Life in Ukraine

Football the Ukrainian way at UEFA EURO 2024

Football the Ukrainian way at UEFA EURO 2024

Here’s everything you need to know about Ukraine ahead of the UEFA European Football Championships in Germany—from the schedule to the squad to the manager.

On 17th June, Ukraine will play against Romania in Germany as its 2024 European Championship campaign begins. It will be the country’s fourth consecutive appearance at the continental football competition and arguably its most important since its debut in 2012, when Ukraine co-hosted the event alongside Poland. With everything that has ensued since then, that summer feels like another lifetime for many. So, with this year’s edition being the first major tournament Ukraine has qualified for, following Russia’s full-scale invasion in 2022, its importance for the country cannot be understated. Here’s everything you need to know to be prepared.

The qualification

Ukraine’s qualification for Germany was far from straightforward. For starters, due to ongoing security threats related to the war, Ukraine has been forced to play all of its international matches outside of the country from 2022 onwards. European nations with sizable Ukrainian populations, such as Germany, Czechia, and Poland, have become the side’s temporary ‘homes’ over the past two years.

In addition, Ukraine was drawn in a group with both the winners and runners-up of the previous Euros: Italy and England, with North Macedonia and Malta making up the rest of the group. Despite getting impressive draws against both of the Euro 2020 finalists, Ukraine eventually finished in third place and did not automatically qualify for this summer’s tournament.

However, because of a high enough ranking in another UEFA competition (Nations League), they were given a lifeline in the form of a play-off route. In March of this year, Ukraine navigated past both Bosnia and Iceland in the aforementioned play-offs, coming from behind to win 2-1 twice to finally seal their spot in Germany this summer.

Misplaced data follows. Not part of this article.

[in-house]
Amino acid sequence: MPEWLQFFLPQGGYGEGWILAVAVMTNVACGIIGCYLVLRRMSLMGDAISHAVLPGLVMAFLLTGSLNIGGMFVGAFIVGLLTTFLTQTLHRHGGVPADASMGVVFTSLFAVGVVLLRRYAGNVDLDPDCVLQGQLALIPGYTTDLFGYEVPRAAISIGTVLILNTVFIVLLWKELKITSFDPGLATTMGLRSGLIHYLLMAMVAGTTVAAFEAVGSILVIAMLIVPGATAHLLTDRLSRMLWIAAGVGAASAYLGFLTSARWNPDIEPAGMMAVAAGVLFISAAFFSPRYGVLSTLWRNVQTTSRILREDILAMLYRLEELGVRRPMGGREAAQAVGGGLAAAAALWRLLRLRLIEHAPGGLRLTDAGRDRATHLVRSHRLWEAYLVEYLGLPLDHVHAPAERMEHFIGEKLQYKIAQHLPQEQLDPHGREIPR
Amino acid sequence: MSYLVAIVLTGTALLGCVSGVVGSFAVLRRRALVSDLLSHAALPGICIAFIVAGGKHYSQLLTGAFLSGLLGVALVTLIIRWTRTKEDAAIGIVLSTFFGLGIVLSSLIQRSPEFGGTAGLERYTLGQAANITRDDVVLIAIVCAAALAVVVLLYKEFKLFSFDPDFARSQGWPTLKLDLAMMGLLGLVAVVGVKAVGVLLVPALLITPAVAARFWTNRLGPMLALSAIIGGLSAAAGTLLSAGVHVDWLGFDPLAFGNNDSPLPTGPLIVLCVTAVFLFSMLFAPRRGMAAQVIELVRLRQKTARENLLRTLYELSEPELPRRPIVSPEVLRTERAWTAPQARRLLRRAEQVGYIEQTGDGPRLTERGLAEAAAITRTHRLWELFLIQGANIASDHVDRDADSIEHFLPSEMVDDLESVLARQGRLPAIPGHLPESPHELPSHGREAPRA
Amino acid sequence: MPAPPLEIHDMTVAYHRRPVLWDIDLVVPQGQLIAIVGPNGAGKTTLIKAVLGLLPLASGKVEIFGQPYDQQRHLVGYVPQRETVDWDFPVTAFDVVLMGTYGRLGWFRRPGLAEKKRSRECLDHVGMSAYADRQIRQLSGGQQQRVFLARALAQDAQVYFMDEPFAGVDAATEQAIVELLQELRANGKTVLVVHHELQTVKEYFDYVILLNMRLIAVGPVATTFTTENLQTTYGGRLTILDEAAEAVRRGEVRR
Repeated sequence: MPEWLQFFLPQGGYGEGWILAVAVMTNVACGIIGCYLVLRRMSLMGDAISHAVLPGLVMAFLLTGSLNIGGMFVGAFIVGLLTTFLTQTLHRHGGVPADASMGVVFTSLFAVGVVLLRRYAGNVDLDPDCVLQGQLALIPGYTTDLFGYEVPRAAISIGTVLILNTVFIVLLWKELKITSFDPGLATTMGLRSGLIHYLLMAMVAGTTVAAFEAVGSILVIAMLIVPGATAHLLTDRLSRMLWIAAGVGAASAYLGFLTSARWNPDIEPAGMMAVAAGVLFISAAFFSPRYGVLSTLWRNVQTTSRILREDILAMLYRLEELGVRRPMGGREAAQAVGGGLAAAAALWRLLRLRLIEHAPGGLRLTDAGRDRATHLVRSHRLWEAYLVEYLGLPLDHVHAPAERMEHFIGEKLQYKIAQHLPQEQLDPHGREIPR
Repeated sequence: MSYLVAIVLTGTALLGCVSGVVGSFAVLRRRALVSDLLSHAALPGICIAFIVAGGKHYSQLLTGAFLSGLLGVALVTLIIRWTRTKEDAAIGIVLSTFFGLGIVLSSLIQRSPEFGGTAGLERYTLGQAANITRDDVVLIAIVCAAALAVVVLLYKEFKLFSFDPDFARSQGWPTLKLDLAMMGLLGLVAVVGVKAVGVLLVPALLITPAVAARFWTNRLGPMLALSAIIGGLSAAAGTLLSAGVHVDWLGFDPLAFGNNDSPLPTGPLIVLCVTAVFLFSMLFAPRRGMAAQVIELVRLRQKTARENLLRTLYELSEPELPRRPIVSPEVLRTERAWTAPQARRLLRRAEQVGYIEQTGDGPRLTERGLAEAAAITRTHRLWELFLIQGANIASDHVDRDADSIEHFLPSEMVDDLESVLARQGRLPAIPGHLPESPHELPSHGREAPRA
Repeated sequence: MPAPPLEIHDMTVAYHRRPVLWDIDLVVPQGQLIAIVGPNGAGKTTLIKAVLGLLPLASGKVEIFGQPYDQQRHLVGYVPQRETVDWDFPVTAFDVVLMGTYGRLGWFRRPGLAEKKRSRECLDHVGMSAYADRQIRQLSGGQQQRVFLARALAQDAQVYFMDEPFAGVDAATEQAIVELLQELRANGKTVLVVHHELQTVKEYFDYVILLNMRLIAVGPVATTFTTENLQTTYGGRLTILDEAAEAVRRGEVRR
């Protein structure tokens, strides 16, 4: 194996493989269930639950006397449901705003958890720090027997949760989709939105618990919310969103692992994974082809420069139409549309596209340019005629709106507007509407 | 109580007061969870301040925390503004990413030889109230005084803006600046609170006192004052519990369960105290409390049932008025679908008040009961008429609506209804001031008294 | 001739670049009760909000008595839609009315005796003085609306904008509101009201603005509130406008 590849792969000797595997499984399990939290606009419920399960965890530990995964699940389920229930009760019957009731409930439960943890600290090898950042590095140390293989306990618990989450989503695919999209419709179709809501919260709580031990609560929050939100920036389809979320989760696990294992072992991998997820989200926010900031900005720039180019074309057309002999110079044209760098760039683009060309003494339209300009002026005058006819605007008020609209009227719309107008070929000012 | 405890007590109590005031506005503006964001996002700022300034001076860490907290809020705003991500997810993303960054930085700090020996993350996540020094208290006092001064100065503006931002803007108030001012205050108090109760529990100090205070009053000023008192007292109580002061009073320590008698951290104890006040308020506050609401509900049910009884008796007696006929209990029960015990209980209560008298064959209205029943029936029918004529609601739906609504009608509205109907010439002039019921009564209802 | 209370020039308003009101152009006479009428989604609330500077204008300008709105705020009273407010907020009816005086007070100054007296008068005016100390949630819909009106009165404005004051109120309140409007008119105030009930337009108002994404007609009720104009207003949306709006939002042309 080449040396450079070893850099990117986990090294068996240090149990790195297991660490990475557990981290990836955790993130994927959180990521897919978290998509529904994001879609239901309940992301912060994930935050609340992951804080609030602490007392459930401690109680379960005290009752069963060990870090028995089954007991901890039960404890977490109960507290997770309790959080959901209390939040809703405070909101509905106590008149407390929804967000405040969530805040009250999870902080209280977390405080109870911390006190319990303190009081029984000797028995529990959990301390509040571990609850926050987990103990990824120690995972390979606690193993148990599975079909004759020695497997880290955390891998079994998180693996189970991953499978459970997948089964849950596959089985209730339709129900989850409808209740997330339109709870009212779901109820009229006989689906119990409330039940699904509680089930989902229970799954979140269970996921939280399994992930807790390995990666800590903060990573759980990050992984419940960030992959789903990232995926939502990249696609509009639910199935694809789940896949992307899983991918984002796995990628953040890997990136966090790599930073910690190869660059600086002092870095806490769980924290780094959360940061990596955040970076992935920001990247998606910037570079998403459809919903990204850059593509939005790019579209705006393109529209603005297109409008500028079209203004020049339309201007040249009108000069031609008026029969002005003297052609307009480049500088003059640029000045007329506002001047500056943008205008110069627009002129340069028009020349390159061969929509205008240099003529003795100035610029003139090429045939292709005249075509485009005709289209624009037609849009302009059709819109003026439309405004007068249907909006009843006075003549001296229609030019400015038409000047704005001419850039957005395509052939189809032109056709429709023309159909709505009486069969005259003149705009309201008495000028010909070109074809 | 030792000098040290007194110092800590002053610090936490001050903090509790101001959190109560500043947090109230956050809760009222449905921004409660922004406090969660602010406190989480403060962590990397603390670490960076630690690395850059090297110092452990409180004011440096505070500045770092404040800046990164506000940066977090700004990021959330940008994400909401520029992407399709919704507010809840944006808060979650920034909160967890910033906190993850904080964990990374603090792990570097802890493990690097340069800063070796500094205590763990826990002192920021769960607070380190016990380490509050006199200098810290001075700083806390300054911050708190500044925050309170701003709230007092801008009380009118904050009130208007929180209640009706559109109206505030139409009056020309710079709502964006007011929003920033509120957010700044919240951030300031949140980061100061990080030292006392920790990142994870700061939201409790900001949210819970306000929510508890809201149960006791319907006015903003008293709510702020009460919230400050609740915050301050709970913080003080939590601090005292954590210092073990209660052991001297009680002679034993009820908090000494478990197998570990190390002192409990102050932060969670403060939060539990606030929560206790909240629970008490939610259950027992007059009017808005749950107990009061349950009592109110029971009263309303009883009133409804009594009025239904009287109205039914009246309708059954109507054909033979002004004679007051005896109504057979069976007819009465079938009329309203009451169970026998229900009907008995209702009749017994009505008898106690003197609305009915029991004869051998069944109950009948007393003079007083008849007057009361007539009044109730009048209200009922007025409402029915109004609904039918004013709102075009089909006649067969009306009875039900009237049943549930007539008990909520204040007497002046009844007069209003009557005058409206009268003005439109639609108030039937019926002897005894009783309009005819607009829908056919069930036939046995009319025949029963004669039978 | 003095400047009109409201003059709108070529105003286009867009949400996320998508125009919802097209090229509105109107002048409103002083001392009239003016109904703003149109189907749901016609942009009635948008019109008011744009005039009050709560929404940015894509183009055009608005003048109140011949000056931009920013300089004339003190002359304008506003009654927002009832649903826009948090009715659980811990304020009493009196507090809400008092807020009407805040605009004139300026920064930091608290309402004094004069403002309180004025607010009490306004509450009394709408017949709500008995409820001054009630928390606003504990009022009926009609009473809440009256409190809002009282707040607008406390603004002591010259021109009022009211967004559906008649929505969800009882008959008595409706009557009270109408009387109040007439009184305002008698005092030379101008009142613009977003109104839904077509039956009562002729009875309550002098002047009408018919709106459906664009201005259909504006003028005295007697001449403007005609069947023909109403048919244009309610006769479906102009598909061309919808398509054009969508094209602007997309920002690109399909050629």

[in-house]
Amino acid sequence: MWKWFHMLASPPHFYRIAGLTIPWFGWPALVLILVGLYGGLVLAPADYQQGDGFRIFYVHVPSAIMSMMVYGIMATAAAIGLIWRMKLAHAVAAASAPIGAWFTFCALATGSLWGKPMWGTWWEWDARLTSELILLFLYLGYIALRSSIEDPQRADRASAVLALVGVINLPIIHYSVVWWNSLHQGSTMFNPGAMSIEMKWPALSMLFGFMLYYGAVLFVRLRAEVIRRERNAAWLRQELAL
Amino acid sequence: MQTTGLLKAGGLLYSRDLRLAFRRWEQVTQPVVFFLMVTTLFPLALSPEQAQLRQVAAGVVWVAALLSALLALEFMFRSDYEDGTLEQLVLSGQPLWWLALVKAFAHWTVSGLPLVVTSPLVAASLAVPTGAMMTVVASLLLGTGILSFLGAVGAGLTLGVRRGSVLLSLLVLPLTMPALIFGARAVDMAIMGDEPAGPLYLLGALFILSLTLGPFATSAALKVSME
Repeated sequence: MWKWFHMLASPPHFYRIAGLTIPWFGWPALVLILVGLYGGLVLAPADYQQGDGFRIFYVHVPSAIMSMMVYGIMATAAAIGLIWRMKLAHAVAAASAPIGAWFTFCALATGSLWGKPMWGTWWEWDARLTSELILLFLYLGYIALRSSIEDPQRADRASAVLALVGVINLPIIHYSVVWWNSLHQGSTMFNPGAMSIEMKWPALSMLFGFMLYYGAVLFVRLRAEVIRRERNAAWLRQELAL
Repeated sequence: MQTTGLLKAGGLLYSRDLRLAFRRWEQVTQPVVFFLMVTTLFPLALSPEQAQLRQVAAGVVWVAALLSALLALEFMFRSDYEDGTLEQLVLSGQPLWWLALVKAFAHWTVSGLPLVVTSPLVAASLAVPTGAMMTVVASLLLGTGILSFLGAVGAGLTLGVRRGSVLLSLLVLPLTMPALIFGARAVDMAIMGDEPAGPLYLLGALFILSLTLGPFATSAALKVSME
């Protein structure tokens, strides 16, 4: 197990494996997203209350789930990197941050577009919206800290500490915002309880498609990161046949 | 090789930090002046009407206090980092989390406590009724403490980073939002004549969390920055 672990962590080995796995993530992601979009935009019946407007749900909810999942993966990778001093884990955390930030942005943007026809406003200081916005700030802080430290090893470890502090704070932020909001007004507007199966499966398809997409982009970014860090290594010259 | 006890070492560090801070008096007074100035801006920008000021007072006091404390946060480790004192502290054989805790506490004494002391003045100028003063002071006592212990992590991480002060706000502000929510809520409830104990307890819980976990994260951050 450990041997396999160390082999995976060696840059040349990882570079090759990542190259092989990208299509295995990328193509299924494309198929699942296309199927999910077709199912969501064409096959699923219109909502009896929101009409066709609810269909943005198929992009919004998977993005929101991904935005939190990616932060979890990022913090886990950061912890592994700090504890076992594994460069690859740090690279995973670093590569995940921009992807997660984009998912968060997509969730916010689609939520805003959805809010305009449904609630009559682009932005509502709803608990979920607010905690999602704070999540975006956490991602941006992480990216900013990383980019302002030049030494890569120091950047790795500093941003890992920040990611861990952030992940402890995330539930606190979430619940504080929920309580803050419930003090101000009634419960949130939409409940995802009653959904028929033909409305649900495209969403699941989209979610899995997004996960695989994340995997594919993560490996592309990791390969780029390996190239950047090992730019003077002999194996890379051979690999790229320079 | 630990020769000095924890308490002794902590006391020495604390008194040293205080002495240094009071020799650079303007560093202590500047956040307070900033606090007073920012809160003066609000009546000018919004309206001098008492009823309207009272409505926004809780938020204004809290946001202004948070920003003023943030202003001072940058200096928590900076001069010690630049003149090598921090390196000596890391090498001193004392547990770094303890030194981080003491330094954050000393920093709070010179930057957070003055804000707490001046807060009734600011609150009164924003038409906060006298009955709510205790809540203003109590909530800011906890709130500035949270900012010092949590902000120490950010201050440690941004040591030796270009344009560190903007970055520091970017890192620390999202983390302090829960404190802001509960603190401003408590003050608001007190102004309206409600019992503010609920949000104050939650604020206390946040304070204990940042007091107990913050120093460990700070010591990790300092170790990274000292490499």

The manager

Serhiy Rebrov (Source: Andriy Yuschak.)
Serhiy Rebrov (Source: Andriy Yuschak.)

Following a notable playing career that saw Serhiy Rebrov form a memorable partnership with fellow icon Andriy Shevchenko at Dynamo Kyiv and Ukraine, as well as spells at English clubs Tottenham Hotspur and West Ham, amongst others, he seamlessly transferred that pedigree to the dugout. Following prolonged club successes at Dynamo Kyiv, Ferencvaros (Hungary), and Al Ain (UAE), Rebrov took over the vacant Ukraine managerial role in June 2023.

Rebrov is currently regarded as the best Ukrainian head coach of his generation. With a seasoned backroom staff that features a number of Spanish specialists; his sides like to play progressive football. At this summer’s tournament you can expect a 4-3-3 style with a heavy focus on possession and passing. Usually starting from the back and ending in chances created by quick transitions across the pitch. This aims to effectively utilize the youth and pace that his squad has in abundance.

The squad